Constrained network models can be used to describe a wide variety of real-world applications ranging from production, inventory, and distribution problems to financial applications. These problems can be solved with the NETFLOW procedure.

These models are conceptually easy since they are based on network diagrams that represent the problem pictorially. PROC NETFLOW accepts the network specification in a format that is particularly suited to networks. This not only simplifies problem description but also aids in the interpretation of the solution.

Certain algebraic features of networks are exploited by a specialized version of the simplex method so that solution times are reduced. Another optimization algorithm, the interior point algorithm, has been implemented in PROC NETFLOW and can be used as an alternative to the simplex algorithm to solve network problems.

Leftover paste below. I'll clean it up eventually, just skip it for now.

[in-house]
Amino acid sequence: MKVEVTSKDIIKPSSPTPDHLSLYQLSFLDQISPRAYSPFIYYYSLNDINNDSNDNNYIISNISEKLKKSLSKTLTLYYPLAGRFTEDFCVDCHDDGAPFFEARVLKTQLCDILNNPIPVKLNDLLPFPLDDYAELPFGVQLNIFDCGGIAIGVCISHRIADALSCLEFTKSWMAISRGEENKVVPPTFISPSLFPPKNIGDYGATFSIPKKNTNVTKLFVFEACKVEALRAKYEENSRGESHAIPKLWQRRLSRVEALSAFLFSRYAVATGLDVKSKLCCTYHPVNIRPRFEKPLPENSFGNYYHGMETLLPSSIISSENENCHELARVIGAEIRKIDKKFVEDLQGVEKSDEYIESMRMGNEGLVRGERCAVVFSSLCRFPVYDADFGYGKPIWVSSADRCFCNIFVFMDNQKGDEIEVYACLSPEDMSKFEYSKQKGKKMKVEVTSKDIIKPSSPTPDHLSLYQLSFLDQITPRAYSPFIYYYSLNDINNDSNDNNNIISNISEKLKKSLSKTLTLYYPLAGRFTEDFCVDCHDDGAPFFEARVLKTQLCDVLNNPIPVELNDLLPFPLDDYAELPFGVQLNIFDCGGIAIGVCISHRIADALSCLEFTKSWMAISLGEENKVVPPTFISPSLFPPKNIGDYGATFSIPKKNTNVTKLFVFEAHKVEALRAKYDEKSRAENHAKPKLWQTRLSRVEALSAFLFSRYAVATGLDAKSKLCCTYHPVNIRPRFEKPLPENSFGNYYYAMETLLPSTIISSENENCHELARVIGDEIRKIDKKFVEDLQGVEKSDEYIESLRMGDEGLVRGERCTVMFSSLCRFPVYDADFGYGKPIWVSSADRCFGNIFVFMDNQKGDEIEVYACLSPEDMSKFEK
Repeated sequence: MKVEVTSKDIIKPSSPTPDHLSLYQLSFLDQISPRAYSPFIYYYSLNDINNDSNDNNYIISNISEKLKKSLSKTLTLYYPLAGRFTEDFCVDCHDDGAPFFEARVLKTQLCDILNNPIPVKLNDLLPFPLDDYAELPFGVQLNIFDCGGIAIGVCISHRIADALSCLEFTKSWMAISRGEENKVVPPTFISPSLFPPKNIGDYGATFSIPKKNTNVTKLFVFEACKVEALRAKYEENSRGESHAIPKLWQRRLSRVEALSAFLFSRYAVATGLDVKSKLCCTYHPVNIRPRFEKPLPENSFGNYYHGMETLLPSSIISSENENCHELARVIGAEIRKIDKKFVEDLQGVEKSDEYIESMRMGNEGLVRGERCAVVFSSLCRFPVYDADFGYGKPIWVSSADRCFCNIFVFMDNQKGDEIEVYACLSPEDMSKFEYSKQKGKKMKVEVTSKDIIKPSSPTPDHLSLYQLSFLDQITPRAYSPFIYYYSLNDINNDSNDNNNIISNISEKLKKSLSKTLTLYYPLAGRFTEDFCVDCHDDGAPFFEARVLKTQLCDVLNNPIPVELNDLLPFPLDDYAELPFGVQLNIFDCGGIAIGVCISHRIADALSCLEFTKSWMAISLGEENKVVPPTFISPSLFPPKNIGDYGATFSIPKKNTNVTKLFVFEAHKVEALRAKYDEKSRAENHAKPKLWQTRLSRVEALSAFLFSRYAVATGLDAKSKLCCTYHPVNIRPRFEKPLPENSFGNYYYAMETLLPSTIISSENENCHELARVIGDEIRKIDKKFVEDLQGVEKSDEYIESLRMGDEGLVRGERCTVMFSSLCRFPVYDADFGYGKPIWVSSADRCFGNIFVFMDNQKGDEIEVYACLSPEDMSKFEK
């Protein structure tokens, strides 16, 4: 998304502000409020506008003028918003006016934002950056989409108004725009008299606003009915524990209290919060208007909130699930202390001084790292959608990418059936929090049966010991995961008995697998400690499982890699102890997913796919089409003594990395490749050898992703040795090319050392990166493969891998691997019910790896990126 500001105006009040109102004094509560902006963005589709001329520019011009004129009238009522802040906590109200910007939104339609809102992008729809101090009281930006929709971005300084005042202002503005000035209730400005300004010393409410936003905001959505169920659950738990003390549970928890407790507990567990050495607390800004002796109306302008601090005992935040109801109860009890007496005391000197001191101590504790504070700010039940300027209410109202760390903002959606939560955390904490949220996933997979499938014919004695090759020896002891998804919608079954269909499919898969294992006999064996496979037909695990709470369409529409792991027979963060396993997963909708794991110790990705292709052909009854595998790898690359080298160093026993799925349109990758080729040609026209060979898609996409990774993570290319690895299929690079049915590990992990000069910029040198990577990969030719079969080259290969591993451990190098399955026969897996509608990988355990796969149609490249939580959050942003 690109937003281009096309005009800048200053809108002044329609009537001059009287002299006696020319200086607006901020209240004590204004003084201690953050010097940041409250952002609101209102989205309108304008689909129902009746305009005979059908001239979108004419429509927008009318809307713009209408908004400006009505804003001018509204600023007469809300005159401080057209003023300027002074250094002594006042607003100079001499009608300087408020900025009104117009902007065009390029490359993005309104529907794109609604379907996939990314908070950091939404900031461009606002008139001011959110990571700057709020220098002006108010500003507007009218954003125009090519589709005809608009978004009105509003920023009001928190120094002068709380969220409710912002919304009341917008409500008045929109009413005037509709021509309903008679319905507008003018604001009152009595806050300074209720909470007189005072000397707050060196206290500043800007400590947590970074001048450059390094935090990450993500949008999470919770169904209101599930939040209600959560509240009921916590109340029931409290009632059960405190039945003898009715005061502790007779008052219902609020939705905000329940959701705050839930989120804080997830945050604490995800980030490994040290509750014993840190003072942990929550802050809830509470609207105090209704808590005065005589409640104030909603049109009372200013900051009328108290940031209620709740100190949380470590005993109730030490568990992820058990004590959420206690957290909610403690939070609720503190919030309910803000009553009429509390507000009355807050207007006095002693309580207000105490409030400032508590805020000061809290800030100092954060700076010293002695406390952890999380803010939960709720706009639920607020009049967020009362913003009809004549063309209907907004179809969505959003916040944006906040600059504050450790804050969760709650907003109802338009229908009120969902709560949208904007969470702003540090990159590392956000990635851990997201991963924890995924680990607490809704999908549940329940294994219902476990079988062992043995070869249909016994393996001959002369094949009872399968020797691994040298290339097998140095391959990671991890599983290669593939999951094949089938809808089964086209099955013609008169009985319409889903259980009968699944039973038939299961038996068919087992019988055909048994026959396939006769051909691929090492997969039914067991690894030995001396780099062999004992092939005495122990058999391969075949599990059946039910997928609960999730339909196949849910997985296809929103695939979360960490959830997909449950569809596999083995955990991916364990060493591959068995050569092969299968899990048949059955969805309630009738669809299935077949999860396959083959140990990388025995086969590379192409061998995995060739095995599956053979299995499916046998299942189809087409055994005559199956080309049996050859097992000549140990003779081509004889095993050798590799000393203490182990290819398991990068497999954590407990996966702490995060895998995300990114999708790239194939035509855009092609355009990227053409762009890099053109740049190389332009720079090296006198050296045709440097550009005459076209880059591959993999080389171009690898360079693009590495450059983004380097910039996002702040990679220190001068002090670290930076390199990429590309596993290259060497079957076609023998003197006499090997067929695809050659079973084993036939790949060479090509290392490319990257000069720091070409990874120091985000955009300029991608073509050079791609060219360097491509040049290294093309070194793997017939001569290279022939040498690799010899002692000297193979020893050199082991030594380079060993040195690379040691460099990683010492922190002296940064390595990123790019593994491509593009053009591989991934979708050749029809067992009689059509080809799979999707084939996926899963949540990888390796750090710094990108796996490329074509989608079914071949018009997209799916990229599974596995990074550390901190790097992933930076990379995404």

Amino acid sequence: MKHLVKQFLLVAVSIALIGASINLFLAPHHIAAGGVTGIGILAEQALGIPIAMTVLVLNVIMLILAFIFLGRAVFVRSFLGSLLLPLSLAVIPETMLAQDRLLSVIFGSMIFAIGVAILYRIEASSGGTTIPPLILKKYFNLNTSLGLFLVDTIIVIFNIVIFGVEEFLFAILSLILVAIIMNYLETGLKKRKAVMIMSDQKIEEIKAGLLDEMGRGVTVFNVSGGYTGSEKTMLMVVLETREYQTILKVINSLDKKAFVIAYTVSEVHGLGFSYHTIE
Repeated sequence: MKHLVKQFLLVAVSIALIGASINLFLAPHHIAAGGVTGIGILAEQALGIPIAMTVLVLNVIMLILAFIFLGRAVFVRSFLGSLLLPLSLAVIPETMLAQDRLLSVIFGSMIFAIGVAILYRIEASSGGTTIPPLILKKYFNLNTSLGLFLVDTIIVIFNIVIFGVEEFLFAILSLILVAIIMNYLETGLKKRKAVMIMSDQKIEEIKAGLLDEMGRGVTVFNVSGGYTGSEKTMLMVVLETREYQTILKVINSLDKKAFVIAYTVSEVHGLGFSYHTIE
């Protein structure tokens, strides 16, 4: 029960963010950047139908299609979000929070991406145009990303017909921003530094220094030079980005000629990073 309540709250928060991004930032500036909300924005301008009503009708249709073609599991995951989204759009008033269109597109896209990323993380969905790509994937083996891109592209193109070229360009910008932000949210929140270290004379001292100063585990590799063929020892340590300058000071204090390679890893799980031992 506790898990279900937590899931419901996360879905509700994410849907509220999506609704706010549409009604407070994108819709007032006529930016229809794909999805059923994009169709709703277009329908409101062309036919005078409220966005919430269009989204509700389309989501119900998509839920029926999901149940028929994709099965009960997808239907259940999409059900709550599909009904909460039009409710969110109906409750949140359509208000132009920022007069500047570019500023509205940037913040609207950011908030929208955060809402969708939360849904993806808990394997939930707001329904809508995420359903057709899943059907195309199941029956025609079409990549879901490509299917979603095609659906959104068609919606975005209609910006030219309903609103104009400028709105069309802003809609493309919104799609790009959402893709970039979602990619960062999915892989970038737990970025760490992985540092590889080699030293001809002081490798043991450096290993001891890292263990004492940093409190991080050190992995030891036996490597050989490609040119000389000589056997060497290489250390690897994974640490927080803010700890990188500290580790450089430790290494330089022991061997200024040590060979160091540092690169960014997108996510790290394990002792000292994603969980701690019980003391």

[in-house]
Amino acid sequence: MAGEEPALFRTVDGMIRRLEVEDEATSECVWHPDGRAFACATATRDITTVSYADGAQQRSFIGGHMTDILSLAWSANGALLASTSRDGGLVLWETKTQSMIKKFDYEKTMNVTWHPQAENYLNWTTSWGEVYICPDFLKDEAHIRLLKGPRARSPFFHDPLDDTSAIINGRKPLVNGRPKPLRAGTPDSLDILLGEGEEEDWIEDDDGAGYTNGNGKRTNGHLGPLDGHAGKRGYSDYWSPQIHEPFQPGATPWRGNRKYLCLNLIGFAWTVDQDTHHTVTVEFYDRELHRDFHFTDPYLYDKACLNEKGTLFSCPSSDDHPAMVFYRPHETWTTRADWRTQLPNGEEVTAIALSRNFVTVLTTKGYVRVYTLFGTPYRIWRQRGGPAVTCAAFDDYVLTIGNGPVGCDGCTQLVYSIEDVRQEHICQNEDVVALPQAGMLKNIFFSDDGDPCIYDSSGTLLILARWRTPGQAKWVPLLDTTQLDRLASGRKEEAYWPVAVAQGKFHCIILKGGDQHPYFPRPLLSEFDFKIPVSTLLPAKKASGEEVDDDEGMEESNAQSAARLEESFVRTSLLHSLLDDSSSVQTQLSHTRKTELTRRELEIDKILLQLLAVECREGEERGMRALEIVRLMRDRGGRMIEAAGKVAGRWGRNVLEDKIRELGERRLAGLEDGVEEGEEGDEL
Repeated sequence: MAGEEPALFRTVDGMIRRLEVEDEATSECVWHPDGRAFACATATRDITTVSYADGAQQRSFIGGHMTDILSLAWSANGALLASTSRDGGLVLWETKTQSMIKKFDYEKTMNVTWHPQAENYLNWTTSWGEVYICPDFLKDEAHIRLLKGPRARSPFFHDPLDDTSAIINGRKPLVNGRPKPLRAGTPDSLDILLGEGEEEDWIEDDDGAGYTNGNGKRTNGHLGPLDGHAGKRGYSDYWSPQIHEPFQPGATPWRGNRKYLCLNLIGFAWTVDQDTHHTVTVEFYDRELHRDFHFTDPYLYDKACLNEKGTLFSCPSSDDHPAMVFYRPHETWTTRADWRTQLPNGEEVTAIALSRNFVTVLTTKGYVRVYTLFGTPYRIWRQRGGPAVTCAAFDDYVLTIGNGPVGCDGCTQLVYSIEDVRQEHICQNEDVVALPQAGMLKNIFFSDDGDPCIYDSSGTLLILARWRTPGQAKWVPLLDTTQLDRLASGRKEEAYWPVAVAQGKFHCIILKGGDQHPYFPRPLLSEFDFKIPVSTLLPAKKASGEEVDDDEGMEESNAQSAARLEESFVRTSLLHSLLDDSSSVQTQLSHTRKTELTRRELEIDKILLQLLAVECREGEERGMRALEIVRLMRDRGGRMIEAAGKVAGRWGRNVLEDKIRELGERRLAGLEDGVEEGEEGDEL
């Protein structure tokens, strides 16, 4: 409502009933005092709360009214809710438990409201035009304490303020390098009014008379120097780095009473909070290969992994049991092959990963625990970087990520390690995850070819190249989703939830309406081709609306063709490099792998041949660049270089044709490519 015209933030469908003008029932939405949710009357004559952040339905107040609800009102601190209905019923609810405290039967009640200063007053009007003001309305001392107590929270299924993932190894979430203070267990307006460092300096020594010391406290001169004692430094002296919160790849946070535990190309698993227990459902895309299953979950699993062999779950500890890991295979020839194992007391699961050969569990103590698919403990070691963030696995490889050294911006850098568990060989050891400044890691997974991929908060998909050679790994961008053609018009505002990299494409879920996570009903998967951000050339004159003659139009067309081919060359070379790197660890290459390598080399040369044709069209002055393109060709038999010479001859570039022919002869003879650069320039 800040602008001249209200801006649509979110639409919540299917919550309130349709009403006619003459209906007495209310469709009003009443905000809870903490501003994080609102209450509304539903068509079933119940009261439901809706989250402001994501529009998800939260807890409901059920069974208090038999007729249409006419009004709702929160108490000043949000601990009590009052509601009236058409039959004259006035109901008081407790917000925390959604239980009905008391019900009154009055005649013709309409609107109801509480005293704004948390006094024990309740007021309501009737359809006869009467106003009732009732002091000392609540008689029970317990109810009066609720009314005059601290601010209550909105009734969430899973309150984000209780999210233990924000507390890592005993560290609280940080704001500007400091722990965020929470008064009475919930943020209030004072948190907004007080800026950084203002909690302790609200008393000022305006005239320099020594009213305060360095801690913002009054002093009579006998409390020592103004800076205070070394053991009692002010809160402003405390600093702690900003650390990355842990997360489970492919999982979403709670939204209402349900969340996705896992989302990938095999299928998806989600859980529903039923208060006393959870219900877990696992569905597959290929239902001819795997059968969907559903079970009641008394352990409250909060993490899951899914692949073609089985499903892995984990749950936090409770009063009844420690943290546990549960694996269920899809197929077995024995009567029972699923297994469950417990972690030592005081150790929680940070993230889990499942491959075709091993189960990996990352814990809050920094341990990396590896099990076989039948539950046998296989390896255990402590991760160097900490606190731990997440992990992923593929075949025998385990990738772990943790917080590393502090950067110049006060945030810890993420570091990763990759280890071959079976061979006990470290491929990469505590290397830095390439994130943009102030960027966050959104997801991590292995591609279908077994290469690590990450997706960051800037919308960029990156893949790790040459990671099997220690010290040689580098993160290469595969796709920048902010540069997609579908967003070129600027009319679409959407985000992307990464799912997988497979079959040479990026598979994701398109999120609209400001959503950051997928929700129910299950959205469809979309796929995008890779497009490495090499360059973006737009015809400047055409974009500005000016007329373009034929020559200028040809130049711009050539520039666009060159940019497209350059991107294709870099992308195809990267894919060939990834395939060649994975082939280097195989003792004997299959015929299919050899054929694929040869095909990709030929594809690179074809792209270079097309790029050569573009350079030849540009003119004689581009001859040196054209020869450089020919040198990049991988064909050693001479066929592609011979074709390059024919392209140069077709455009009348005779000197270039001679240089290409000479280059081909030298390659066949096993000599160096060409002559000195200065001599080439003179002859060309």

Should PROC NETFLOW detect there are no arcs and nodes in the model’s data, (that is, there is no network component), it assumes it is dealing with a linear programming (LP) problem. The interior point algorithm is automatically selected to perform the optimization.

You can also solve LP problems by using the OPTLP procedure. The OPTLP procedure requires a linear program to be specified by using a SAS data set that adheres to the MPS format, a widely accepted format in the optimization community. You can use the MPSOUT= option in the NETFLOW procedure to convert typical PROC NETFLOW format data sets into MPS-format SAS data sets.